On offshore patrol
Fisheries enforcement in the Gulf under the JEA
LDWF agents working in the Gulf must be able to identify all species of fish to properly enforce regulations.
|Senior Agent Derek Logan/LDWF Enforcement Division|
Louisiana’s wildlife enforcement agents patrol some very diverse land and water habitat in the sportsman’s paradise. From hills and creek bottoms to river and coastal plains, from freshwater lakes and streams to fresh and brackish water marshes wildlife agents cover it all.
Along the coast, agents patrol the bays and beaches and beyond to the state’s Gulfward boundary extending nine nautical miles seaward from the nearest land.
Thanks to a Joint Enforcement Agreement between LDWF and U. S. National Marine Fisheries, wildlife agents also patrol federal waters extending from Louisiana’s boundary waters to 200 miles seaward into the Gulf.
The federal waters are also known as the Exclusive Economic Zone. The EEZ is managed by the Gulf of Mexico Fishery Management Council, which establishes regulations for the EEZ that require vigorous enforcement if they are to have any meaningful benefit to marine fisheries.
To meet the need for fisheries enforcement in the Gulf, the JEA was created about 10 years ago. It is essentially a contract between LDWF and USNMF wherein the feds commission state wildlife agents and provide funding. The state uses the funds to train, equip and pay wildlife agents to patrol the EEZ.
The JEA is renewed annually following review by National Marine Fisheries Service. During the review process, expenditures in the budget categories are discussed and adjusted in order to fine tune distribution to the categories of hourly pay, equipment purchases, fuel costs and training.
As you may well imagine, a great deal of training is needed before any agent may embark on a JEA patrol. The size of the boat and array of equipment it must carry in order to complete a voyage covering hundreds of miles offshore requires extensive operator training.
The agent must know how to use advanced navigational equipment. He or she must be able to monitor fuel consumption and maintain adequate amounts for a safe return to port. Advanced skills are needed for maneuvering such a large vessel alongside commercial and recreational fishing boats in rough seas, not to mention safely boarding and returning from inspections on those boats.
Officer safety and recognition of threatening or suspicious behavior are very crucial when an agent does a compliance check anywhere, but even more so in the middle of the Gulf with no one else around for miles. So agents must train up on marine enforcement techniques and threats in order to be prepared for anything.
Perhaps even more daunting is the level of training required for proper fish identification.
Essentially, the numerous species of saltwater fish are divided into three groups. The common coastal species include cobia, flounder, mackerel and the like. Reef fish include grouper, the various snappers, amberjack, seabass and such. The highly migratory or pelagic species include marlin, swordfish, tuna, shark and sailfish.
The agent must be able to accurately identify each and every one. I can tell you from personal experience, it is not easy.
An agent must have the classroom time followed by many hours of experience dragging fish out of the ice hold and studying them before gaining accuracy and confidence in identification. Snapper are particularly difficult since the differences between all the different subspecies can be pretty subtle.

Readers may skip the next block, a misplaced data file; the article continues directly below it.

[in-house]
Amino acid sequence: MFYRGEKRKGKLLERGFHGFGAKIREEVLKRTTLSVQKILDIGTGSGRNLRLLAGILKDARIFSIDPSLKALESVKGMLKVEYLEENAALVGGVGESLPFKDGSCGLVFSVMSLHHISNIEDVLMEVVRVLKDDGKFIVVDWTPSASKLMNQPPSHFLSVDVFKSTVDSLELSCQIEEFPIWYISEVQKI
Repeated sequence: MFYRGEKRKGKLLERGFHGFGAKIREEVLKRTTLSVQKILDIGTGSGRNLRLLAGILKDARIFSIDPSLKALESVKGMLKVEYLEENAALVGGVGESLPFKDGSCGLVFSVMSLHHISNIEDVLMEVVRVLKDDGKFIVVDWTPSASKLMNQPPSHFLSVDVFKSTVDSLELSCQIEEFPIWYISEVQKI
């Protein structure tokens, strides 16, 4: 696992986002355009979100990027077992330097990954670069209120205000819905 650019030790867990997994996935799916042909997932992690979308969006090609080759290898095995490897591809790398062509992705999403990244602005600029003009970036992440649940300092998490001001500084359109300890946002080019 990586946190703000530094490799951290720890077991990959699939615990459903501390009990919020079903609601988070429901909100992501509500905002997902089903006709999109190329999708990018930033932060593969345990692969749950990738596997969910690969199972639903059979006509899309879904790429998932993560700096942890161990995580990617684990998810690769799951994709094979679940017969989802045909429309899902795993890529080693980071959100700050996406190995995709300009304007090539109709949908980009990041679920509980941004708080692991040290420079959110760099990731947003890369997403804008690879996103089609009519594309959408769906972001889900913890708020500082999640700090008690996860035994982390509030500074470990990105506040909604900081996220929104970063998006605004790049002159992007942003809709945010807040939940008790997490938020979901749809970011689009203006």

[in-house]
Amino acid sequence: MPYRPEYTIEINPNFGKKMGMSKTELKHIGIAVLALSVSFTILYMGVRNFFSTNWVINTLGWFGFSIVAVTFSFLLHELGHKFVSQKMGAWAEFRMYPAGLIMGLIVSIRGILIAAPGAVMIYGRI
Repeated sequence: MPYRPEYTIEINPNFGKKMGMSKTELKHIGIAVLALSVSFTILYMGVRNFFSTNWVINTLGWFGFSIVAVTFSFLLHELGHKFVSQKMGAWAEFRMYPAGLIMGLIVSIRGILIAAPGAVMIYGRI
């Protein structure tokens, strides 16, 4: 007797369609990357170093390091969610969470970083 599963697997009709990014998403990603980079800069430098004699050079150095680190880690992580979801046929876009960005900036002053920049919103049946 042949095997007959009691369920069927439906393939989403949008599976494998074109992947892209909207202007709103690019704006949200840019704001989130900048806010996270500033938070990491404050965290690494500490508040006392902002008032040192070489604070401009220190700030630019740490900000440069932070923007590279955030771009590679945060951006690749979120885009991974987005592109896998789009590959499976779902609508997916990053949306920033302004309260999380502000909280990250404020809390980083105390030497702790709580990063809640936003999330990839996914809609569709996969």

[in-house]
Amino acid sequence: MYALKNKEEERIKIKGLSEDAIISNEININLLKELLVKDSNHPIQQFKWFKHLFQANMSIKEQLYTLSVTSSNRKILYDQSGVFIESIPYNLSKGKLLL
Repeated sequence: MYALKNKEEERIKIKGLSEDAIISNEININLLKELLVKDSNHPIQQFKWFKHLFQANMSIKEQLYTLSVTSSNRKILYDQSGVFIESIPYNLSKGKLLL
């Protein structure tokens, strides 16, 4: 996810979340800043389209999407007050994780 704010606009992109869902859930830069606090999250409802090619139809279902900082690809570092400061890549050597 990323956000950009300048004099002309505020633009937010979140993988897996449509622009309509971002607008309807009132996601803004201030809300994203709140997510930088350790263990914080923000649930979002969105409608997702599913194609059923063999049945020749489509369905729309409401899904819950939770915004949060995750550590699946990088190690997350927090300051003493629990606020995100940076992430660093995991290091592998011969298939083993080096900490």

In order to ensure JEA patrol does not detract from state fish and wildlife patrol hours, it is voluntary overtime and paid as such; agents assigned to coastal regions are able to participate in the patrols and earn overtime.
I can well remember the days when we worked lots of overtime without paid compensation, so these are indeed better times. A patrol is scheduled for 12 hours but may exceed that number depending on the distance travelled, sea conditions or violations encountered.
A patrol of the Flower Garden Banks National Marine Sanctuaries, for example, requires extra time.
The boats and equipment are very impressive. One JEA patrol version is the 32-foot Boston Whaler powered by twin 300-horsepower Mercury Verados. They have a 300-gallon fuel capacity and a range of 250 miles in good sea conditions.
The really big girls are the 42-foot Metal Sharks stationed at Venice, Grand Isle and Intracoastal City. They are powered by four 300-horsepower Verados and carry 600 gallons of fuel. Range for the Sharks is 500 miles.
All boats carry radar, GPS, chart plotters and Forward Looking Infrared (FLIR) cameras, plus backup GPS and chart plotters. The communications package includes satellite radios, VHF radios and emergency position indicator radio beacons (EPIRBs).
Both recreational and commercial fisheries regulations are enforced under the JEA. Long-line gear commercial fishing boats like the ones in the movie “The Perfect Storm” may not use live bait. In fact they may not even have live bait tanks onboard unless the tanks are drained and inoperable. “Finning” sharks, the practices of killing sharks and taking or possessing the fins is prohibited. These are just two examples of commercial fishing violations addressed in federal waters.
On the recreational side agents enforce limits, size restrictions and close seasons.
JEA patrol agents also respond to distress calls, and search and rescue. They are trained first responders able to provide first aid to the sick or injured, and have assisted the USCG with rescue operations.
Better law enforcement and enhanced protection for marine fisheries resources in the Gulf of Mexico are the byproducts of the JEA, and a positive example of how state and federal partnerships can be a winner all the way around.
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